As we move forward into a new year, everyone seems to be making their own lists of the best and worst that 2009 had to offer. I am no exception. I have a definite best television moment and a definite worst television moment in mind to share with you, but as I contemplate my most and least favorite television experiences of the year, I am looking forward with even more excitement to the television to come in 2010. Namely, I eagerly await the return of the best in mindless entertainment—the television phenomenon we know as American Idol. At the same time, I am intrigued by the possibilities of two new shows premiering in January. While it is impossible to say exactly where they will take us, both Fox’s Human Target and the CW’s Life UneXpected, at least initially, have the potential to lead us into an exploration and deeper understanding of trust.
My favorite television experience of 2009 was, without question, an episode of Glee entitled, “Wheels.” In this episode, the William McKinley High School glee club learns about what life is really like for their fellow glee club member, Artie (Kevin McHale), who is in a wheelchair. It is rare enough to see people with disabilities as consistent characters on any television series, but to see one portrayed, as Artie is on Glee, with such authenticity and respect is something I have never seen on network television. Further, as the rest of the glee club attempts to navigate high school in wheelchairs to identify with Artie, the logistical struggles they encounter are portrayed accurately and humorously.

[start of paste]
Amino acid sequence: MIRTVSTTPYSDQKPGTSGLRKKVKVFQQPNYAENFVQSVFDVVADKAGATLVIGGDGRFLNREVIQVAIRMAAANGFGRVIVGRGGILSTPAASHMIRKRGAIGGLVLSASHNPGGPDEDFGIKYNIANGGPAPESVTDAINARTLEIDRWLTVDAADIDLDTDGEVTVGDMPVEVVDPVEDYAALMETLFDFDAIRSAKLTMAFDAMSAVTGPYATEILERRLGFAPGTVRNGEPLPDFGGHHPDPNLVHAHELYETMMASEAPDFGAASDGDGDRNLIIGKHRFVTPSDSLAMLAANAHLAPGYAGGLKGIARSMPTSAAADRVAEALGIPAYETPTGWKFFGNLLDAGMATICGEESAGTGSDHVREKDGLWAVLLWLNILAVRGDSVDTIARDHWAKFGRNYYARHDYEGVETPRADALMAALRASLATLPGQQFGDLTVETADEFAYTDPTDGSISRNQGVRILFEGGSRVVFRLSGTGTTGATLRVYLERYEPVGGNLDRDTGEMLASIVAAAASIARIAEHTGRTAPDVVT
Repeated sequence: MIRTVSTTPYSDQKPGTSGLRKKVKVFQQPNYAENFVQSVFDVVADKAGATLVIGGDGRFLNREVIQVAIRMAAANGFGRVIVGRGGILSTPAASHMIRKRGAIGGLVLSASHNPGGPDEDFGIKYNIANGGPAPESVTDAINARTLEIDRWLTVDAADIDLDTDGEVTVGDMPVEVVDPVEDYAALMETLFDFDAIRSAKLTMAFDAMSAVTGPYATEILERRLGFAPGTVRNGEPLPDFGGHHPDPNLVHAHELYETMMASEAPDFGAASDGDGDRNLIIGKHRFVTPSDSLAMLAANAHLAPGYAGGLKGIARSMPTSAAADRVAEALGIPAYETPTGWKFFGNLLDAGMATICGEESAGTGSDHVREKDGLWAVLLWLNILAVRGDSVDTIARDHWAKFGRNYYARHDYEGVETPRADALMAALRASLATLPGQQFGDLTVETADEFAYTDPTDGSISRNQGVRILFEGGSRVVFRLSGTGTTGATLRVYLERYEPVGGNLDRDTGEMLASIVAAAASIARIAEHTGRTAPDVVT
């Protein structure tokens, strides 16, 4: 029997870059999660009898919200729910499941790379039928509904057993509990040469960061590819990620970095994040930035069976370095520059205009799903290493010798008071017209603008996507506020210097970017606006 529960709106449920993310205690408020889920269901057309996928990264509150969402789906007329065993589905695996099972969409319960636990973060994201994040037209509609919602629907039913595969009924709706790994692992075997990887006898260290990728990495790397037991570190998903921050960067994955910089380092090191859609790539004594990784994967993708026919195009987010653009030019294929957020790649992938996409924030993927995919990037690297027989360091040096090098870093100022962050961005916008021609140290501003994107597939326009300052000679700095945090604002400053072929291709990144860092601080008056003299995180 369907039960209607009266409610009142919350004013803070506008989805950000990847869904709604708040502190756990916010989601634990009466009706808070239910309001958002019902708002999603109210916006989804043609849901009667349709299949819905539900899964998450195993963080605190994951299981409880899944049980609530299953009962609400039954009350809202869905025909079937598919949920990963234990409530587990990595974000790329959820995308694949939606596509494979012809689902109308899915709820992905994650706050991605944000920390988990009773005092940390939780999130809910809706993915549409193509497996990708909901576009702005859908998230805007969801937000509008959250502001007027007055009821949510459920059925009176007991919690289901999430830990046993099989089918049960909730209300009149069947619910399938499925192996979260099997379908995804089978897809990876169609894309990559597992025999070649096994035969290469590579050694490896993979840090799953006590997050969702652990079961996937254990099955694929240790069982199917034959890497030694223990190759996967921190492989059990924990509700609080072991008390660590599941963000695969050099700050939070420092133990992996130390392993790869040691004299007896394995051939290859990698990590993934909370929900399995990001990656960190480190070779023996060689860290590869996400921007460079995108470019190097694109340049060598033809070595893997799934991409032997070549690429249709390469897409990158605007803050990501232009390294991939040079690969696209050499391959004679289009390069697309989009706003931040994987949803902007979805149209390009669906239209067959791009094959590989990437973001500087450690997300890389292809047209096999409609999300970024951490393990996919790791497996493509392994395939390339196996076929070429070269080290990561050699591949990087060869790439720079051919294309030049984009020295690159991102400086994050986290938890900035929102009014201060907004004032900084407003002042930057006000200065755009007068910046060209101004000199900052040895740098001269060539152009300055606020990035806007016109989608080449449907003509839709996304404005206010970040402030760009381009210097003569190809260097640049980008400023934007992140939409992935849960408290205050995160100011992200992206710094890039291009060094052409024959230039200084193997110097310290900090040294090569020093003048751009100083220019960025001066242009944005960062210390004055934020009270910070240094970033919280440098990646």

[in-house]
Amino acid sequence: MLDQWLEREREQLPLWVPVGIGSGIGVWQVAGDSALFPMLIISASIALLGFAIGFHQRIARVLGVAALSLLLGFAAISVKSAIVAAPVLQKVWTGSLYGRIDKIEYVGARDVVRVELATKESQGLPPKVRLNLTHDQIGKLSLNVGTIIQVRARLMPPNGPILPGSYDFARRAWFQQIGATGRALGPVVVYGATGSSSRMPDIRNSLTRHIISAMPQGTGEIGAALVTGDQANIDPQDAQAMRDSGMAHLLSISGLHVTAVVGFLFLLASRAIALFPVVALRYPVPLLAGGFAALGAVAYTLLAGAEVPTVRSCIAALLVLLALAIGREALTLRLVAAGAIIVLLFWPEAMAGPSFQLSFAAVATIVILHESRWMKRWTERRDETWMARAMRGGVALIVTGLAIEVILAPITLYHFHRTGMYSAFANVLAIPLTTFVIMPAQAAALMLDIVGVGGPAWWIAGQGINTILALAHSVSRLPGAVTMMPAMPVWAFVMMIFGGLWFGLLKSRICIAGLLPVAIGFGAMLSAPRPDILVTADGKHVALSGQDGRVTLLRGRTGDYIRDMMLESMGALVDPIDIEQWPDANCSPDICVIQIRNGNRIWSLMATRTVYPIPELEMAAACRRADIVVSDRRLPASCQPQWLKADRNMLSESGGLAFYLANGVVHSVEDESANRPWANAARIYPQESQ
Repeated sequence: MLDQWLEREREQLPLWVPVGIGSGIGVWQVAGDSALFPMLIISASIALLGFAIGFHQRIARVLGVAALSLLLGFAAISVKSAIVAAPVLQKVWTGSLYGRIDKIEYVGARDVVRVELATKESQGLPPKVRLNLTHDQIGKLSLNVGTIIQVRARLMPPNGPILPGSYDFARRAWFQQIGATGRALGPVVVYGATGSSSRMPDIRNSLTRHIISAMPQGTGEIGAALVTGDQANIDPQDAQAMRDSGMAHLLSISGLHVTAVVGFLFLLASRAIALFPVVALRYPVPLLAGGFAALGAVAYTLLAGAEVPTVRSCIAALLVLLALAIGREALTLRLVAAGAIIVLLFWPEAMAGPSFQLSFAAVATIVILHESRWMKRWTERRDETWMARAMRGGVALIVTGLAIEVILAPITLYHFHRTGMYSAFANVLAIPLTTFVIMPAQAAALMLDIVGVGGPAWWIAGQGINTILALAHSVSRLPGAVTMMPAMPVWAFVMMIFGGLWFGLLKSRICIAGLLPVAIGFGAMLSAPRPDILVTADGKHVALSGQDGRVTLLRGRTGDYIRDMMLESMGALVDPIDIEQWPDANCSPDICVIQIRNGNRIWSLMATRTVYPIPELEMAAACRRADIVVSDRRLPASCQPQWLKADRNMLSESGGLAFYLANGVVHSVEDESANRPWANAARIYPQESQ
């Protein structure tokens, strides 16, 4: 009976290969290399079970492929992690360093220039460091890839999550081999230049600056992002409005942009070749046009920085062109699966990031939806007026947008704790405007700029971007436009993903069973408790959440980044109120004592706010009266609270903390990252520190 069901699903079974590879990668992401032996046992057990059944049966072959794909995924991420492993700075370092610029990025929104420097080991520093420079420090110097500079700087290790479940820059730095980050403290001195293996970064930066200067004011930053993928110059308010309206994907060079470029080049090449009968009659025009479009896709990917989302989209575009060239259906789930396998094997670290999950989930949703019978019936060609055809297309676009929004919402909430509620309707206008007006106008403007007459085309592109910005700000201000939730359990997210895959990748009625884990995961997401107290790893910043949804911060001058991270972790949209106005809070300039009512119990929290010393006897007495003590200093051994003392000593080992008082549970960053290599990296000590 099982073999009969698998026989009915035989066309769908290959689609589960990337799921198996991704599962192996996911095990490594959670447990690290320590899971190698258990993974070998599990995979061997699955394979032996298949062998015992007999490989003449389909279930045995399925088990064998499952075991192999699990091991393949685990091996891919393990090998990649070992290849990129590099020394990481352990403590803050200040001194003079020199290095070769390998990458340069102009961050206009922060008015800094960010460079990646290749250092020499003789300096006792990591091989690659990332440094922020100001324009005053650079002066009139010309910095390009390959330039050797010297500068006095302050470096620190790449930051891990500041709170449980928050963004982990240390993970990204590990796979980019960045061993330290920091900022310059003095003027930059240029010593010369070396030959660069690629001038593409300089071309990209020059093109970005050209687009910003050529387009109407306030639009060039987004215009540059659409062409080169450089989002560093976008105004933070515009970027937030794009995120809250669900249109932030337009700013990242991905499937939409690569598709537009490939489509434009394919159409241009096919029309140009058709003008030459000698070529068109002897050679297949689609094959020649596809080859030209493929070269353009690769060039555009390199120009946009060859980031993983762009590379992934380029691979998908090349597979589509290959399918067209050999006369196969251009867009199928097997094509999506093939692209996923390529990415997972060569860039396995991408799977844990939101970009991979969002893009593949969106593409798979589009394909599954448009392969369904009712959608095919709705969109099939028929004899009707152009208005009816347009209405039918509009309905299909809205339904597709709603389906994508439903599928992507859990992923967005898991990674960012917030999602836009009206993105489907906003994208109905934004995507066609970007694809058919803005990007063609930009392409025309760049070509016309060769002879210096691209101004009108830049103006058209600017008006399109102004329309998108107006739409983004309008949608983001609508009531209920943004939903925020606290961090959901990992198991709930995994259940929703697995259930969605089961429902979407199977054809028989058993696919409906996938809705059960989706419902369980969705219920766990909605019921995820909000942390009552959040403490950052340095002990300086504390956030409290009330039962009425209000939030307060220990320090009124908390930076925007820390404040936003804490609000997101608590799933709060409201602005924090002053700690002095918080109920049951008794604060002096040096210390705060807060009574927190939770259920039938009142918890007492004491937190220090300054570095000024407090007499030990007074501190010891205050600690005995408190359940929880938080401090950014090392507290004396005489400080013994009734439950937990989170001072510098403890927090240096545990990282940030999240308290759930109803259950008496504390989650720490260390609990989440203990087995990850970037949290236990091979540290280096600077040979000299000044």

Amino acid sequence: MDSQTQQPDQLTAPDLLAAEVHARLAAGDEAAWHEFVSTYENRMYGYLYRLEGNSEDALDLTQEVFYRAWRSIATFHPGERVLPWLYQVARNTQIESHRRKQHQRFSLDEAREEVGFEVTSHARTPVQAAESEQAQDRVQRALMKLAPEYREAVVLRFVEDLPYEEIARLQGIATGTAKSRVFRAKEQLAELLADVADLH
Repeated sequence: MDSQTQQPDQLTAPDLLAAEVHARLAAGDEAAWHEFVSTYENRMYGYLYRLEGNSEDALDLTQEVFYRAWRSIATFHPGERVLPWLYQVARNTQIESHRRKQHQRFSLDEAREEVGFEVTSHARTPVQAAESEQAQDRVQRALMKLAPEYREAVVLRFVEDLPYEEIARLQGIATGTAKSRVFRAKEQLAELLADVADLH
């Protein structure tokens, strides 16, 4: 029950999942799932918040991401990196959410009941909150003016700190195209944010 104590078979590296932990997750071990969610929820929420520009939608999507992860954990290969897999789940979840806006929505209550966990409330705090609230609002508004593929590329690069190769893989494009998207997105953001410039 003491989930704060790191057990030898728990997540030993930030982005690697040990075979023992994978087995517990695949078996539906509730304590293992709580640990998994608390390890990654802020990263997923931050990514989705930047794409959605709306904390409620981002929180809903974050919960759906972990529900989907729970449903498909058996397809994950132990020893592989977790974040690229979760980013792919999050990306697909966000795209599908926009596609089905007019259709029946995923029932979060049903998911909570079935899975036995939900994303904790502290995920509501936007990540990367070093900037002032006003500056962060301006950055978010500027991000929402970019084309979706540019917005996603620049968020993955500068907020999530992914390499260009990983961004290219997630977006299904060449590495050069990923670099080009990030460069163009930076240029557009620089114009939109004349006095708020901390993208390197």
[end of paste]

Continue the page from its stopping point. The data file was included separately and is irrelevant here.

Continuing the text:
This, my favorite television episode of the whole year, highlighted two important points. First, this episode showed that, regardless of our particular abilities or disabilities, everyone has dreams for his or her life and is ultimately looking for a place where they are accepted. Second, through its humorous take on very real difficulties, the episode reminds us that life doesn’t have to be sad or depressing even when it is hard.
On the other hand, my least favorite television experience this year was burned into my brain by the CBS drama Three Rivers. In theory, I knew ahead of time that this show would tell the story of an organ transplant, which meant that in almost every episode someone would have to die. Somehow, I simply failed to consider how truly heart-wrenching these stories would be to watch. I should also explain that my criteria for worthwhile television viewing require shows to be either entertaining or life-changing, with the best shows balancing both.
So there I sat watching an episode titled, “Code Green”—my first, the show’s fourth—with these fairly reasonable (I thought) expectations. Then, a bus full of high school football players crashes, leaving many injured, one a very young organ donor, and me, practically bawling, wondering who thought this was a good idea for a television show. If you’ve watched Three Rivers and liked it, please post a comment and tell me why, because I don’t understand its appeal. Not even the presence of “the great [and very nice-looking] Dr. Yablonski” (Alex O’Loughlin) on screen could fully redeem this episode in my estimation.
However, in a few short days, all of 2009 will be behind us, and we will be left to embrace new experiences and opportunities in 2010. Two new shows with premieres in January seem poised to challenge our ideas and actions related to trust. Fox’s Human Target appears as an action-packed drama on track to help us consider how we respond to the need to trust someone else for our safety. Life UneXpected on the CW has the potential to open an exploration of what happens when trust must be rebuilt in family relationships. I know, it’s the CW, but I’m going to give it one chance in good faith. We will have to watch and see if either of these shows live up to their seemingly positive potential.
This is my list of favorites and (not so favorites) list for 2009 and early 2010. What’s on your list?